Education trends for 2019
From crowdsourced classes to cultural immersion, Nord Anglia Education's chief executive Andrew Fitzmaurice outlines the way of the educational world in 2019
Drawing on its experience of teaching over 53,000 pupils in 56 schools in 27 different countries, Nord Anglia Education has pulled together the trends most likely to impact teaching and learning over the next 12 months. Each are linked by a growing need for schools to better prepare pupils for an uncertain future.
Nord Anglia Education chief executive, Andrew Fitzmaurice, said the world is constantly changing, “but we’re now getting to a point where tomorrow’s generation will step into a new and unfamiliar world of work”.
He added: “We’re not talking about scaremongering of robots taking over and making humans redundant – this is a short-sighted view. We’re talking about a world where people will use their skills and intelligence to complement big data, automation and artificial intelligence. Careers will change, and pupils need the right skills to remain agile as they, and the world around them, continues to adapt.”
The five trends are:
1) Crowdsourced classes
What is taught in classrooms will be increasingly decided by pupils. They’ll direct the exploration of subjects, drawing on topical issues affecting the world they live in, to inform questions and the development of discussions. The role of teaching becomes much more about coaching and helping pupils to not only build their knowledge, but to also make better sense of what they are learning. Lesson planning should be kept flexible and focused on garnering student input at the very beginning.
2) Cultural immersion
There will be a growing rebellion against the many benefits of Google and the internet, as pupils crave real, first-hand experiences. It’s widely acknowledged that younger generations value experiences and this is impacting their learning behaviours. They don’t want to just read about something on the internet or see it on a screen, they want to actually get out, see things for themselves and talk with experts. More teaching needs to happen outside of the classroom and shouldn’t be considered extracurricular. Activities such as visiting museums, libraries, parks, and places of worship and historic importance, are a key part of learning.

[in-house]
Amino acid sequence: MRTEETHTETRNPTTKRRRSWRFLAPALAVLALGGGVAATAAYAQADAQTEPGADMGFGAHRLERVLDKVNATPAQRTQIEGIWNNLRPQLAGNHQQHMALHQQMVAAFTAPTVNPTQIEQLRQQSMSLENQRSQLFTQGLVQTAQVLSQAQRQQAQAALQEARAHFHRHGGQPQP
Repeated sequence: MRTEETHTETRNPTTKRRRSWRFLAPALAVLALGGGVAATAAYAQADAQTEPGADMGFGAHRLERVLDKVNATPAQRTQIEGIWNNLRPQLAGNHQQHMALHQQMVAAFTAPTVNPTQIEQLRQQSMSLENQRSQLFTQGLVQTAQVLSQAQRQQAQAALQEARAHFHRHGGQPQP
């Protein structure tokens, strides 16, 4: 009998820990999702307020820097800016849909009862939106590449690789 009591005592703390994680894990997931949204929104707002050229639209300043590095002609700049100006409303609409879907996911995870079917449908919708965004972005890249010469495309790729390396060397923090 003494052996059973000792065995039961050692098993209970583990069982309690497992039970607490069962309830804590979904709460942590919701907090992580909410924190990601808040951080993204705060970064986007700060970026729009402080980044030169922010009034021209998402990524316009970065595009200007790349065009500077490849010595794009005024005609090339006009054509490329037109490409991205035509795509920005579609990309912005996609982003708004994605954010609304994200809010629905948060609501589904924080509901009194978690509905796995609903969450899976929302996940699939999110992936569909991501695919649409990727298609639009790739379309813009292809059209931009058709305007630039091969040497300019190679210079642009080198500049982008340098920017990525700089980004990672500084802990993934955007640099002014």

There’s a growing realisation that workplaces of the future will be a hybrid of machine and human intelligence, and that education needs to prepare for this by also understanding the changing dynamic between people and technology
3) Environmental impact
Sustainability ranks highly on political and corporate agendas. It’s become much more of a public talking point, and of increasing concern for students that want to protect the world they’re growing into. They’re looking to schools and the education system to help them understand how and why everyday choices can have a lasting impact on the environment, and what they can do to be more responsible and sustainable. Education needs to better embrace international efforts, such as the UN’s 2030 Agenda for Sustainable Development, to satisfy students’ demand for a holistic understanding of addressing global issues such as climate change.
4) Appreciating the arts
The arts have long lived in the shadow of STEM, with greater emphasis placed on high academic performance in these subjects. As Artificial Intelligence (AI) continues to evolve at pace, and machine learning processes larger volumes of data, skills – including emotional intelligence, creative problem solving, teamwork and self-confidence – will become increasingly important. These skills are fundamentally subjective and cannot be as effectively replicated by technology; they’re all acquired through an understanding of the arts. This will see a shift in how society values the arts in education as people look at how they can complement, and not compete with, AI.
We’re talking about a world where people will use their skills and intelligence to complement big data, automation and artificial intelligence
5) Human intelligence
Recent advances in technology have, rightly, seen a growing trend of AI-focused teaching and learning. However, this has often centred on the capabilities of AI. There’s a growing realisation that workplaces of the future will be a hybrid of machine and human intelligence, and that education needs to prepare for this by also understanding the changing dynamic between people and technology. Teaching and learning are evolving to consider the role of human intelligence in a digital, automated world, and looking at human intelligence being defined by more than knowledge.
Fitzmaurice says these are trends that will impact education over the next few years, as tomorrow’s generation become increasingly curious about the world they’re growing into.
“Technology has better connected this generation with global issues,” he said, “and they’re proactively seeking a sense of these to understand their place in society.”